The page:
Spending 3 hours in this vast green haven, made it clear in my mind that all I need is space and freedom to move in order to feel calm, happy, and at peace. Peace, Balance, and Harmony. Take every chance to be outdoors in nature, ground yourself barefoot on cool soft grass or in an invigorating stream. Stand in a place surrounded by trees and breathe in the air they give us.
The peace and awe that one feels at Glendalough reminded me of Xavier Rudd – Follow the Sun “take a stroll to your nearest waters edge and remember your place, many moons have risen and fallen long before your came.” We are so fortunate to have Glendalough only an hours drive away.
For more thoughts on how outdoor movement helps you to stay young, see Martha Peterson’s blog post: To Clear the Mind and Reawaken The Body You’ve Got To Move. We completely agree with you Martha!
Love Sister Sadie’s cafe! Had the Sabiche Salad with a refreshing pot of Moroccan Mint Green Tea on Friday after teaching Corporate Yoga nearby, it was fab. We sat outside at first, it was lovely to be outside without ashtrays, but the weather got the better of us so moved indoors, it’s so calm and I love that they use recycled paper and are proudly advertise the fact that they do so. With it’s laid-back yet clean, professional vibe, and large windows looking onto a leafy green city street, it feels like a cafe in the heart of Vancouver. Noticed that the tea, though ok, tastes much better in Morocco!! For more Yogi friendly eats check out Kate’s blog @kateskabin.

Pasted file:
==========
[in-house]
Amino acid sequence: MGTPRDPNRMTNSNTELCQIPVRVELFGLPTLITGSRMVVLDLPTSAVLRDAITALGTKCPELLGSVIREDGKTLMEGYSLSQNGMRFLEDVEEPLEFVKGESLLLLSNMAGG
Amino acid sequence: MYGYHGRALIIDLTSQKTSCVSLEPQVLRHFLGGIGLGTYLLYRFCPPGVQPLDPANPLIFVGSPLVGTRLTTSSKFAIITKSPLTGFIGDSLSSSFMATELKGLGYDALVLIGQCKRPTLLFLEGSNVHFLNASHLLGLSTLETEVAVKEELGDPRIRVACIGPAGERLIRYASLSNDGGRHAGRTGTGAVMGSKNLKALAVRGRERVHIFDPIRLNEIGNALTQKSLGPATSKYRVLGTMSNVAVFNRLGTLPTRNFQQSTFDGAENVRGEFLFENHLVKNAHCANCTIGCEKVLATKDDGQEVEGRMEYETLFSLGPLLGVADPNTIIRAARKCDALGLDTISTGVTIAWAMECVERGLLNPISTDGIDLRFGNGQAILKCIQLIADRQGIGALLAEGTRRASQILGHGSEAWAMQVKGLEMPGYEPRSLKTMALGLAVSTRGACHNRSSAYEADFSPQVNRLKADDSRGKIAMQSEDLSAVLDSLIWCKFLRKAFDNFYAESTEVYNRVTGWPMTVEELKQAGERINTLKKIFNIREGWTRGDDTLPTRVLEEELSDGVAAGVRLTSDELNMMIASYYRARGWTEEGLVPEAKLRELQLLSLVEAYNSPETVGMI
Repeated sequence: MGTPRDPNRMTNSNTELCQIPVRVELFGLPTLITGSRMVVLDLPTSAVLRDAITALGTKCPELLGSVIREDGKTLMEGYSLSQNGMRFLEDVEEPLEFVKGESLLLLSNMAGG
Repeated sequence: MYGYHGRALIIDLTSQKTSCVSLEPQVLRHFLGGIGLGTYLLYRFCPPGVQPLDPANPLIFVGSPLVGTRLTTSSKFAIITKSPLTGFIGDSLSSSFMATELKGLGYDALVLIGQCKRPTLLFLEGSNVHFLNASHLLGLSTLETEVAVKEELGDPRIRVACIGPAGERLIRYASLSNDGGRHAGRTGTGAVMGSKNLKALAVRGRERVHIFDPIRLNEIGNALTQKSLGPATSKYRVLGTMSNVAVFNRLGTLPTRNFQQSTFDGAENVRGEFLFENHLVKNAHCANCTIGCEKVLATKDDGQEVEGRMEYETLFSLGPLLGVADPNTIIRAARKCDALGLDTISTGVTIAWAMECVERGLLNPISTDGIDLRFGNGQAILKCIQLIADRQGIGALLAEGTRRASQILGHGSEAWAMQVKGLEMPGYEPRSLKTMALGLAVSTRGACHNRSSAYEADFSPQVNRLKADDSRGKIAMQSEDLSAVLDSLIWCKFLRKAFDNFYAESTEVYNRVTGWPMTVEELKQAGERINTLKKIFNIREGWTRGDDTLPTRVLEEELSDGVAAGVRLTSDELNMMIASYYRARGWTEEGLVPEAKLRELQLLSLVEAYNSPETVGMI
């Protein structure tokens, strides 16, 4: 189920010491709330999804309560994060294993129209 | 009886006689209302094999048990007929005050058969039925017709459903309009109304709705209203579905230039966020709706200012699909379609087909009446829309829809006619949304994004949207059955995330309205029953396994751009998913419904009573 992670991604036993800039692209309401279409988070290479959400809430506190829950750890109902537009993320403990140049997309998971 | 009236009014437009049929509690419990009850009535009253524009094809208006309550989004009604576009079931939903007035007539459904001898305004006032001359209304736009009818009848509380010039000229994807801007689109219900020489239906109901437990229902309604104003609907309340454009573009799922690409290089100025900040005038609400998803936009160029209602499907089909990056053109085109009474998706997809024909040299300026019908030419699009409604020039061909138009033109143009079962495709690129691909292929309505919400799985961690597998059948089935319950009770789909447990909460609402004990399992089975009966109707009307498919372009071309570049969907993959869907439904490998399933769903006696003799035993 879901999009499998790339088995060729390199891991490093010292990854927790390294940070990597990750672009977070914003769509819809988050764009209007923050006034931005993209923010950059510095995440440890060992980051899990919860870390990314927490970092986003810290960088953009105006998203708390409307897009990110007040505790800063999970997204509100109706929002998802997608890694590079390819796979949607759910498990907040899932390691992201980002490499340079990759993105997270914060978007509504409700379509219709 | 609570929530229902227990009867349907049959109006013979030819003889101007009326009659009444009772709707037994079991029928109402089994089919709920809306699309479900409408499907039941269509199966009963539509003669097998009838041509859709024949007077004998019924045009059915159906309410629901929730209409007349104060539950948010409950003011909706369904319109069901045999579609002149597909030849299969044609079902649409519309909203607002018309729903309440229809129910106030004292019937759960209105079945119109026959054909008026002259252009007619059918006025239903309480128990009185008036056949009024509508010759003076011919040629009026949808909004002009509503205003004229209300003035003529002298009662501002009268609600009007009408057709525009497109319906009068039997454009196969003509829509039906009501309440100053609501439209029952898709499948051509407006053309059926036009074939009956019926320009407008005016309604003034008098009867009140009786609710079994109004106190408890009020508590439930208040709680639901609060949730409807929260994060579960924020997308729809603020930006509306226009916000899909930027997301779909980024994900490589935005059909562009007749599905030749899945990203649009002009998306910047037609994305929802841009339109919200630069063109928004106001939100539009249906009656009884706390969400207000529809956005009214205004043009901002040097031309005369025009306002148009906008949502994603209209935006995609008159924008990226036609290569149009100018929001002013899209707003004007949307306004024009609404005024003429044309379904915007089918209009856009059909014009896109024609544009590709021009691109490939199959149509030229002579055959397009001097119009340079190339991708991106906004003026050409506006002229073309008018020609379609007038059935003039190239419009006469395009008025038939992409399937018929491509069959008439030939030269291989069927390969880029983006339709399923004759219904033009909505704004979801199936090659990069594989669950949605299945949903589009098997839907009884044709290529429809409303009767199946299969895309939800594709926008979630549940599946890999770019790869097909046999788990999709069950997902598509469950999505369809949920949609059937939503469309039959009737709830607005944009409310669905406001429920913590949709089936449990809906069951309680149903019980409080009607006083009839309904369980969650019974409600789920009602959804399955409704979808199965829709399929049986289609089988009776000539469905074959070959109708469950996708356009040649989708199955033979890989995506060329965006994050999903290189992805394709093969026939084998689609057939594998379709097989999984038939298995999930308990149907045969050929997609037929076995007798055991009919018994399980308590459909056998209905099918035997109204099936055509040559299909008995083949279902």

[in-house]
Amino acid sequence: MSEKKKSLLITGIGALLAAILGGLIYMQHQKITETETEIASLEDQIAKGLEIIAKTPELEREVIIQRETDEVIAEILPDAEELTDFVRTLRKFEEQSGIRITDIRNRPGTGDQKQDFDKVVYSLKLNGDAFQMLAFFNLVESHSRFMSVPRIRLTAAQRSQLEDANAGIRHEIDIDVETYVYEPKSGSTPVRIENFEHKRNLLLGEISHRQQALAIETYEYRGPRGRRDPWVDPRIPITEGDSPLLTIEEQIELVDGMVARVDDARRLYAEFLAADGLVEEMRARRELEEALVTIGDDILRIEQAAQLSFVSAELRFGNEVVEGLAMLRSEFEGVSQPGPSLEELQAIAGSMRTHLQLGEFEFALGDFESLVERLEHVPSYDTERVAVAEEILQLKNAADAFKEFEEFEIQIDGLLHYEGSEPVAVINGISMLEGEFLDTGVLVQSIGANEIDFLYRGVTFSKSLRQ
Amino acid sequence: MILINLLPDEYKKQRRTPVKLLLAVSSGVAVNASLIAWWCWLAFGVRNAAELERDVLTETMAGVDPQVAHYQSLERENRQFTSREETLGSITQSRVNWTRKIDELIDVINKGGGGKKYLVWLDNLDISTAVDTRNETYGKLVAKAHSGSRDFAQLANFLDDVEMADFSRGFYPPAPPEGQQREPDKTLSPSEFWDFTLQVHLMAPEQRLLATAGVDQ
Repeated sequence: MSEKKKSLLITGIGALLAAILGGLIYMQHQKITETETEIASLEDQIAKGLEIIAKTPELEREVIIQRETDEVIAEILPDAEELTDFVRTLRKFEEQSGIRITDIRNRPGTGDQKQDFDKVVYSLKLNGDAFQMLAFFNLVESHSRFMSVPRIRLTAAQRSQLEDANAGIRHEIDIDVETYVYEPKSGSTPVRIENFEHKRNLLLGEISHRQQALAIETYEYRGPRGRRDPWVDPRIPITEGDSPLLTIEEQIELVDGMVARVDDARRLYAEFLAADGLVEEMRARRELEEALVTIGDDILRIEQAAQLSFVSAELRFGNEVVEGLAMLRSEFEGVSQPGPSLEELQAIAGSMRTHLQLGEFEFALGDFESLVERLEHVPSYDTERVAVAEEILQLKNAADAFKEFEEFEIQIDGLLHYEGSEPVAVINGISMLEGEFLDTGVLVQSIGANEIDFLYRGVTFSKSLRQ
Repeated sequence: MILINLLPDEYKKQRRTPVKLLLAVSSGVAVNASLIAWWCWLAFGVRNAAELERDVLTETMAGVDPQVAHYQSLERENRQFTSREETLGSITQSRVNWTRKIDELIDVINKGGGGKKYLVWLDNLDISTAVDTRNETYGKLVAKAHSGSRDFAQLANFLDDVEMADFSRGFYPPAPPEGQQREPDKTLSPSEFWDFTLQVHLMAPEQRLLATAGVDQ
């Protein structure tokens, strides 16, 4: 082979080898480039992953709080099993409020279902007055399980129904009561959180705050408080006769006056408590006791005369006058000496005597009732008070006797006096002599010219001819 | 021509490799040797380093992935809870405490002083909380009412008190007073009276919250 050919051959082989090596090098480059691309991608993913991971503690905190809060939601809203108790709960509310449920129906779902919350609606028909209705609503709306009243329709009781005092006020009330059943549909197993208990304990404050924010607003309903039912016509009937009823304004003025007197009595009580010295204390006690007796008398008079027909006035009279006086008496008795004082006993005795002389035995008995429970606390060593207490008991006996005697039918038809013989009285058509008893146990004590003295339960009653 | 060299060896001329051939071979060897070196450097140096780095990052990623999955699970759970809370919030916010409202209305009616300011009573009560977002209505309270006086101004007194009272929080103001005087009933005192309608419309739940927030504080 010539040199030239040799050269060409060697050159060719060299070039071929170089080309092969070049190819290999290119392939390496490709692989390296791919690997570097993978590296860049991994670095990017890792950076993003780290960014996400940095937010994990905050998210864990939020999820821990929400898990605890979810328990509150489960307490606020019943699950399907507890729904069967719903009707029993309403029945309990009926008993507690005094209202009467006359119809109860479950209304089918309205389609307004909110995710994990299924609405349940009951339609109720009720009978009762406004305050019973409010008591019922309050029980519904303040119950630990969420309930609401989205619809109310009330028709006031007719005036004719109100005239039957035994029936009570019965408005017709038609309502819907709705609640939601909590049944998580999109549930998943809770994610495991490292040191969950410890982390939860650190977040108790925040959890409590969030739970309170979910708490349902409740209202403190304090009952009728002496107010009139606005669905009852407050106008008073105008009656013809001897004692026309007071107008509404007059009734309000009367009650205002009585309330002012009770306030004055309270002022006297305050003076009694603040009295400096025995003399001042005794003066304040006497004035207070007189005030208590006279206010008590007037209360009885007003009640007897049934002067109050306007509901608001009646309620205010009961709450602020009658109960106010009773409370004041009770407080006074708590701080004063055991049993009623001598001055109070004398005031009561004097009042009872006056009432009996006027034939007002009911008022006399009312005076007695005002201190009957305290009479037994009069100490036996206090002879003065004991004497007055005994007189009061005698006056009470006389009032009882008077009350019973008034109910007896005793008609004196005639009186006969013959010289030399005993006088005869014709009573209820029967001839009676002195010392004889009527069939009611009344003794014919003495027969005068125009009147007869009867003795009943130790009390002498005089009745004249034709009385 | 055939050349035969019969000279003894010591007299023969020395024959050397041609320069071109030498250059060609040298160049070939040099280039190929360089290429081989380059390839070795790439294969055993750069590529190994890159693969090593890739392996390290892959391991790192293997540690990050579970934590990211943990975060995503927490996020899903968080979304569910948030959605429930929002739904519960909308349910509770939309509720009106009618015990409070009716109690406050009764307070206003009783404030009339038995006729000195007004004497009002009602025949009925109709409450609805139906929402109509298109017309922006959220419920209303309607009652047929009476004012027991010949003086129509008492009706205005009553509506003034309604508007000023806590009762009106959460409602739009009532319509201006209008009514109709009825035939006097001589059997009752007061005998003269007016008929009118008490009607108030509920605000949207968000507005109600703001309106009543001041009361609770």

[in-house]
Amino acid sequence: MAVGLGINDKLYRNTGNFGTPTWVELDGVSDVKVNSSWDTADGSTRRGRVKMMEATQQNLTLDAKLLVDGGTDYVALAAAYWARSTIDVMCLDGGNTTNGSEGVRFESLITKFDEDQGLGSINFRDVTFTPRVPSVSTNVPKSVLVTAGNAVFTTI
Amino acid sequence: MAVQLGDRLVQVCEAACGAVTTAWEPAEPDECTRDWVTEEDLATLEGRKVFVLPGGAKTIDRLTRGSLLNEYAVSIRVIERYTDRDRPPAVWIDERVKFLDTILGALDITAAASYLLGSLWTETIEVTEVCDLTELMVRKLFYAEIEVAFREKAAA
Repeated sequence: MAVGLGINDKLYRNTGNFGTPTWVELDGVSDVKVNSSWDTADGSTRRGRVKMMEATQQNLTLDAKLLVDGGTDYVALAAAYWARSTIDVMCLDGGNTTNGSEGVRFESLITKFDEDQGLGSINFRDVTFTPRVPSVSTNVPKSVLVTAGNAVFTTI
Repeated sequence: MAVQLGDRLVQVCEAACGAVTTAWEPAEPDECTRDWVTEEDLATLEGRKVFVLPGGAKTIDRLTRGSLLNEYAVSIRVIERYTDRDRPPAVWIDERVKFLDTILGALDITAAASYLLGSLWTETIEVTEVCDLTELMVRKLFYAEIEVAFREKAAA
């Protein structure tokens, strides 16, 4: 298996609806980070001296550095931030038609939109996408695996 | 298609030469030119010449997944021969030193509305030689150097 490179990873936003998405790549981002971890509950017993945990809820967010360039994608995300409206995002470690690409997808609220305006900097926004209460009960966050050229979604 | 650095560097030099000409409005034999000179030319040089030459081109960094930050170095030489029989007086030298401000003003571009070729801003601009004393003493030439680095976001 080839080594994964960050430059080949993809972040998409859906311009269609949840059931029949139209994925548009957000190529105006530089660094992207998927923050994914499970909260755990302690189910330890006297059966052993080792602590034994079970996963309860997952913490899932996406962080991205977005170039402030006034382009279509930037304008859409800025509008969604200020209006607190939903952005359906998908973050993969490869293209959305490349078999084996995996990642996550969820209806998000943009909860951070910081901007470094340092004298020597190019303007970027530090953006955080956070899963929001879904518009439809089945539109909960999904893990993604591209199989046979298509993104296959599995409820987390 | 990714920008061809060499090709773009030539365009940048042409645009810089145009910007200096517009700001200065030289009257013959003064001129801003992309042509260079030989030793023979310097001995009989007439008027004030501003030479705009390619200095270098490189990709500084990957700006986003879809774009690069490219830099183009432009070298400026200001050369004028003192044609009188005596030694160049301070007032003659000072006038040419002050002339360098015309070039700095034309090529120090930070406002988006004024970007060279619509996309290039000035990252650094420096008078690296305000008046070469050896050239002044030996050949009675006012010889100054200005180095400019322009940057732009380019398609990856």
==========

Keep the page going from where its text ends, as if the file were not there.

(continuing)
I’ve always wanted to work in town… the after work shopping trips and drinks and the huge choice for lunch and dinner – all the stuff you don’t get when you work in an industrial estate in D12! The main part I’m envious of is the food options though… I constantly see people on social media who get to sample all the new spots on their lunch while I sit at my desk or in our canteen with my home made soup or salad, struggling to make it around all the latest hotspots over the weekend.
One such place that I’d heard lots about is Sister Sadie on Harrington Street… my only experience was reading others reviews and flying past it on the bus into town. Being close to Hatch Street, it’s got the benefit of proximity to Aviva and Deloitte and I’ve often jealously viewed the tweets from workers…
View original post 447 more words
Excellent blog from Martha Petersen on how to relieve back pain, sciatica and other functional body issues using these easy-to-follow videos of Somatic movements. Great for both complete beginner or avid practitioner:
With Somatics pain-free movement IS possible. You CAN enjoy moving your body, have fun and feel free!
Somatic Exercise Coach Training, led by Tanya Fitzpatrick, October 2014
Easy to make, great for your skin, and helps your Liver to work well. It’s also a clever way of consuming Beetroot when you don’t like the taste (preferring to hide it in calorie-drenched home-made chocolate cake)…